May Peace and Tranquility Return to Xinjiang–Four Years after the July 5 Massacre

BEIJING, July 5 (Xinhua) — Four years after the traumatic July 5 riots, many people in China’s northwestern Xinjiang region still live in fear of outbreaks of deadly violence.

They have learned in a painful way that terror attacks have nothing to do with religion or ethnicity. Those who want to separate China and pursue selfish goals will find any excuse to wield their knives on innocent people and set cars and buildings ablaze.

Up to 156 lives were lost and more than a thousand were injured in Urumqi, Xinjiang on July 5, 2009, when a premeditated terrorist plot incited violent killing, beating, looting and arson in the regional capital.

In the bloodiest attack since then, 24 people, including 16 Uigurs and eight Han Chinese, were killed last week when a terrorist mob assailed a police station, a government building and a construction site in the eastern Xinjiang county of Shanshan.

However, the United States and the European Union have shrugged off the massacre as mere “clashes” and oddly sympathized with the terrorists. Instead of voicing condolences for the victims and their families, they hyped up the tragedy to smear Beijing’s ethnic and religious policies.

Their distorted depiction of the unrest plays into the hands of the separatists, who have been eager to inspire deep resentment among the Xinjiang people against the Chinese government.

Despite what the West thinks about China, Beijing has for decades channeled money, technology and talent into developing Xinjiang, while respecting the culture, language and religion of its ethnic minorities.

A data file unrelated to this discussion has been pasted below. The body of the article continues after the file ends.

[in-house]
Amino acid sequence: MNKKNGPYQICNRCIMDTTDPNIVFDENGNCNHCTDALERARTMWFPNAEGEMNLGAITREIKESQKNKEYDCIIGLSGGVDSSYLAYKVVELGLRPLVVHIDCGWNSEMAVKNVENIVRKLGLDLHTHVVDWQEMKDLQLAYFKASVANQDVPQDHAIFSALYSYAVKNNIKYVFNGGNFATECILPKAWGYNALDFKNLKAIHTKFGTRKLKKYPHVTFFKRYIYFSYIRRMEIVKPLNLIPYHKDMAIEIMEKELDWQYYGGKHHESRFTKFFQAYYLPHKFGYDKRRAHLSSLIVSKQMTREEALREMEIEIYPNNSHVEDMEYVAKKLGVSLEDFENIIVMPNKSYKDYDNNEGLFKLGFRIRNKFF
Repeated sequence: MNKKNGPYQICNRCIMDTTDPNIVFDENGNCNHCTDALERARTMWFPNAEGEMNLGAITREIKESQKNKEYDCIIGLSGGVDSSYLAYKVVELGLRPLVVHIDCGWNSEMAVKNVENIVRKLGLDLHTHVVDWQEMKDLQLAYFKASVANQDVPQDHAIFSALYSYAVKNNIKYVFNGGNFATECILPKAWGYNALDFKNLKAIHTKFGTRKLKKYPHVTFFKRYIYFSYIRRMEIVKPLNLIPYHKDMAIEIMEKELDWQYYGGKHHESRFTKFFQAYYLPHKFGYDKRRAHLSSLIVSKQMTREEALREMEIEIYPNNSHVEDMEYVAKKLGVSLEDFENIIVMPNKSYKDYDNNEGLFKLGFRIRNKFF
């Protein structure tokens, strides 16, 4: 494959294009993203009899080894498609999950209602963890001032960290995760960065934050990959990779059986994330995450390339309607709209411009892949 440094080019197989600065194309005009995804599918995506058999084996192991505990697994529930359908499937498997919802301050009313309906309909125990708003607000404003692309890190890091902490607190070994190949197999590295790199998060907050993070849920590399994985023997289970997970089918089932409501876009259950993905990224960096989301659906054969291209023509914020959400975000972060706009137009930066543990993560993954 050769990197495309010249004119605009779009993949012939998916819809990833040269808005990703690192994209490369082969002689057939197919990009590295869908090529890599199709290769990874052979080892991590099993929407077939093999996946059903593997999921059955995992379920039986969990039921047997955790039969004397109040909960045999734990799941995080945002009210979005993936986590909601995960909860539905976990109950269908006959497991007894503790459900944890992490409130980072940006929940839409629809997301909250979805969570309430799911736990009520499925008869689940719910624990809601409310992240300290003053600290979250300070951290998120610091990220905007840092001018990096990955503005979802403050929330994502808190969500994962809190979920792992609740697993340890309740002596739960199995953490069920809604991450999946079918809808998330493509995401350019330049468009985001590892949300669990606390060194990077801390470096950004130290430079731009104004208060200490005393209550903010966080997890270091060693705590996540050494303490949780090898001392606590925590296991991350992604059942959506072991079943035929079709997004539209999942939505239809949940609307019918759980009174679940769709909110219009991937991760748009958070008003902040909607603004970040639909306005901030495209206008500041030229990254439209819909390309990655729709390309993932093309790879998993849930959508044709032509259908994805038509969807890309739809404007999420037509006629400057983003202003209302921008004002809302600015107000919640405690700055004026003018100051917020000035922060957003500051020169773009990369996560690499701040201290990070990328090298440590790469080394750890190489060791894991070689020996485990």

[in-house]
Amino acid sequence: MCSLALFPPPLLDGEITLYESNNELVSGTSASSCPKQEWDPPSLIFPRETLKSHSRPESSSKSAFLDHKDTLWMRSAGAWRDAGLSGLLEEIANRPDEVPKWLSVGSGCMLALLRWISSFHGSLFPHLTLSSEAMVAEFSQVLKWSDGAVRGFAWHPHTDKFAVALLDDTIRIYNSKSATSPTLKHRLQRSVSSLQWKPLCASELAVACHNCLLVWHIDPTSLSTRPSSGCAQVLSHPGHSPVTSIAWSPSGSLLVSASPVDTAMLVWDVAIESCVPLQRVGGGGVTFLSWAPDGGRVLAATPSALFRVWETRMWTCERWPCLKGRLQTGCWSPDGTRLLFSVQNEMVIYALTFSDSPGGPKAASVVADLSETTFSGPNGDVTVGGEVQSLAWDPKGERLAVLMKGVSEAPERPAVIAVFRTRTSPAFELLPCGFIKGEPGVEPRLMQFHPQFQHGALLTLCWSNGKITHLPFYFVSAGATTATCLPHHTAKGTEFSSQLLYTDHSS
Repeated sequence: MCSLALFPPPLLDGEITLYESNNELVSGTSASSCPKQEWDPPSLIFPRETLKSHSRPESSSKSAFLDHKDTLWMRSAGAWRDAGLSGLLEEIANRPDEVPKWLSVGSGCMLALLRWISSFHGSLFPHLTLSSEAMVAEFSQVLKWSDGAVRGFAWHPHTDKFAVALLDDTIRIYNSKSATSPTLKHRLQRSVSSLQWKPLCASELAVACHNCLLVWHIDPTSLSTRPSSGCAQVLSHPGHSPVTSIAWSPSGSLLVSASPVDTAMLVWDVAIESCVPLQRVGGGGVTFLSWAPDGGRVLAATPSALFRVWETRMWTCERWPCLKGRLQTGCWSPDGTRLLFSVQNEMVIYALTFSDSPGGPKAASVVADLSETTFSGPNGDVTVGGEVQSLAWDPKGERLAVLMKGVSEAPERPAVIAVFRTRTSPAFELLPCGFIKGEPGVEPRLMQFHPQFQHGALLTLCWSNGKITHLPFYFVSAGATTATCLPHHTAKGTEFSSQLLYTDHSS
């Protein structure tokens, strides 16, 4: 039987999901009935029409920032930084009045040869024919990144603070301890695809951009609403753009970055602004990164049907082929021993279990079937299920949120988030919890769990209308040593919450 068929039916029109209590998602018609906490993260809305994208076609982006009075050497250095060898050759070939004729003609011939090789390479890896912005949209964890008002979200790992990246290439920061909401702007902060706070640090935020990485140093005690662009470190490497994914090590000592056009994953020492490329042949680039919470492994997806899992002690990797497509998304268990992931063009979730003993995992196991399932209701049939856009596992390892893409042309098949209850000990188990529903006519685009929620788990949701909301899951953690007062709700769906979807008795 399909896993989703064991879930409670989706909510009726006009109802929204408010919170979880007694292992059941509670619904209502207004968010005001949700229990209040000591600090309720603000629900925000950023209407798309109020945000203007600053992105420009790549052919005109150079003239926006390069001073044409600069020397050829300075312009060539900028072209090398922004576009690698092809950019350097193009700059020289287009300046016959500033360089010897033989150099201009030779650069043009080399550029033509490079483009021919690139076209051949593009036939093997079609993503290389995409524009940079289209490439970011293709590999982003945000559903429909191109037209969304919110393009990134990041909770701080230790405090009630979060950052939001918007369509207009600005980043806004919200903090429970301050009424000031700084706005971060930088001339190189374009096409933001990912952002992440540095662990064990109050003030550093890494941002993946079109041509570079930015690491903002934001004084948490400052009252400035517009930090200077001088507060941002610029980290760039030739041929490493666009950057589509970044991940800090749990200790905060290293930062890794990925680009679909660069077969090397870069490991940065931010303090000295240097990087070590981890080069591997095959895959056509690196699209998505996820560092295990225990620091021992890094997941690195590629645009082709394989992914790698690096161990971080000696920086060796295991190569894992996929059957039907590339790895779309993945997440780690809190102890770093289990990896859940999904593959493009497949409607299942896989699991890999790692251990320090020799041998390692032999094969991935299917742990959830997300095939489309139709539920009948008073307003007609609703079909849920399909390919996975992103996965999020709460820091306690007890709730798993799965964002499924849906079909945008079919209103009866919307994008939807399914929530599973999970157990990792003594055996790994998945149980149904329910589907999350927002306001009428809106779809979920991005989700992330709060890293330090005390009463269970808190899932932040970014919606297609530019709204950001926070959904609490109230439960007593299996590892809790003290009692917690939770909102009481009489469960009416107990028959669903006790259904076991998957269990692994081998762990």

The Muslim Uigurs, in particular, enjoy preferential treatment and a much higher living standard than decades before. They know a stable environment is an imperative to pursuing further prosperity and well-being.

When the knives of cold-blooded mobs fall on fellow Uigurs, who just happen to be passing in the street, witnesses can no longer believe the violence is due to ethnic conflicts or religious repression.
Nor can they see any plausible cause for the rampant killing except as an attempt to intimidate the local people.

Bordering Central Asia, Xinjiang has long been a victim of terrorists and radical militants fighting and training abroad.

Any country in the world that is ruled by law cannot tolerate such brutal violence against civilians, and blatant disrespect for human rights. The repeated violent attacks remind the Chinese government that only a heavy hand against violent terror forces can restore peace and tranquility to Xinjiang’s people.

Beijing has already announced a crackdown on weapons as well as rewards for tipoffs to help hunt down the fugitives. It is time for the West to wake up to the global threat of terrorism and stop applying double standards that could disrupt cooperation across the world.

They need to first of all abandon their self-absorbed moral arrogance and a deep-rooted prejudice against China. Any misworded comment could become a cheap excuse for terrorists and possibly fuel new violence in Xinjiang.

Western countries have also fallen victim to terrorism. The 9/11 tragedy, the Norway attacks and the Boston Marathon bombing, to name a few, are still fresh in the memory for many in the West. Similar tragedies must not happen again in the rest of the world.